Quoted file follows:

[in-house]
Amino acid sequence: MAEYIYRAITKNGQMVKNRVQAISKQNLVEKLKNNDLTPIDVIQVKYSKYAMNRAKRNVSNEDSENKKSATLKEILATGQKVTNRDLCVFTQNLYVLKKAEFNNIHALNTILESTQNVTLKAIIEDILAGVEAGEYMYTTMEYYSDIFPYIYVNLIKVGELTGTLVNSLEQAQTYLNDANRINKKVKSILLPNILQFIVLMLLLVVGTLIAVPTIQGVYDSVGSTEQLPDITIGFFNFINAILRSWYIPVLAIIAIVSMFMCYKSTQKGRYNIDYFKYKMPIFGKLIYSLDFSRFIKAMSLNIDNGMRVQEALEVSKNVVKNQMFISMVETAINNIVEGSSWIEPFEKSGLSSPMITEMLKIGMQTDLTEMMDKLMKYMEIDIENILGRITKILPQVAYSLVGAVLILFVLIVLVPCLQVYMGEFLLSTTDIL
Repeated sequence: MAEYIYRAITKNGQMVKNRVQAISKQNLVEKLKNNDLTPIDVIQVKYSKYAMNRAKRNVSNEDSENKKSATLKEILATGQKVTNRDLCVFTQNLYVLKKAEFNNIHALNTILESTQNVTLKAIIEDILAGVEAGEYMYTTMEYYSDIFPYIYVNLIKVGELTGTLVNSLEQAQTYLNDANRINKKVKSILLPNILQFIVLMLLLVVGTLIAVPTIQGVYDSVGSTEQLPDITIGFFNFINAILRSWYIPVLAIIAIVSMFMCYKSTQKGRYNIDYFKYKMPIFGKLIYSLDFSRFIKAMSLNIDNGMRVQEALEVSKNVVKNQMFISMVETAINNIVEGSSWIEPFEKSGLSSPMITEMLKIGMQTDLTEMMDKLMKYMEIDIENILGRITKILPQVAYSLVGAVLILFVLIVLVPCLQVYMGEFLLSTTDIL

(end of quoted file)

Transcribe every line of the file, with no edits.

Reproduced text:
[in-house]
Amino acid sequence: MAEYIYRAITKNGQMVKNRVQAISKQNLVEKLKNNDLTPIDVIQVKYSKYAMNRAKRNVSNEDSENKKSATLKEILATGQKVTNRDLCVFTQNLYVLKKAEFNNIHALNTILESTQNVTLKAIIEDILAGVEAGEYMYTTMEYYSDIFPYIYVNLIKVGELTGTLVNSLEQAQTYLNDANRINKKVKSILLPNILQFIVLMLLLVVGTLIAVPTIQGVYDSVGSTEQLPDITIGFFNFINAILRSWYIPVLAIIAIVSMFMCYKSTQKGRYNIDYFKYKMPIFGKLIYSLDFSRFIKAMSLNIDNGMRVQEALEVSKNVVKNQMFISMVETAINNIVEGSSWIEPFEKSGLSSPMITEMLKIGMQTDLTEMMDKLMKYMEIDIENILGRITKILPQVAYSLVGAVLILFVLIVLVPCLQVYMGEFLLSTTDIL
Repeated sequence: MAEYIYRAITKNGQMVKNRVQAISKQNLVEKLKNNDLTPIDVIQVKYSKYAMNRAKRNVSNEDSENKKSATLKEILATGQKVTNRDLCVFTQNLYVLKKAEFNNIHALNTILESTQNVTLKAIIEDILAGVEAGEYMYTTMEYYSDIFPYIYVNLIKVGELTGTLVNSLEQAQTYLNDANRINKKVKSILLPNILQFIVLMLLLVVGTLIAVPTIQGVYDSVGSTEQLPDITIGFFNFINAILRSWYIPVLAIIAIVSMFMCYKSTQKGRYNIDYFKYKMPIFGKLIYSLDFSRFIKAMSLNIDNGMRVQEALEVSKNVVKNQMFISMVETAINNIVEGSSWIEPFEKSGLSSPMITEMLKIGMQTDLTEMMDKLMKYMEIDIENILGRITKILPQVAYSLVGAVLILFVLIVLVPCLQVYMGEFLLSTTDIL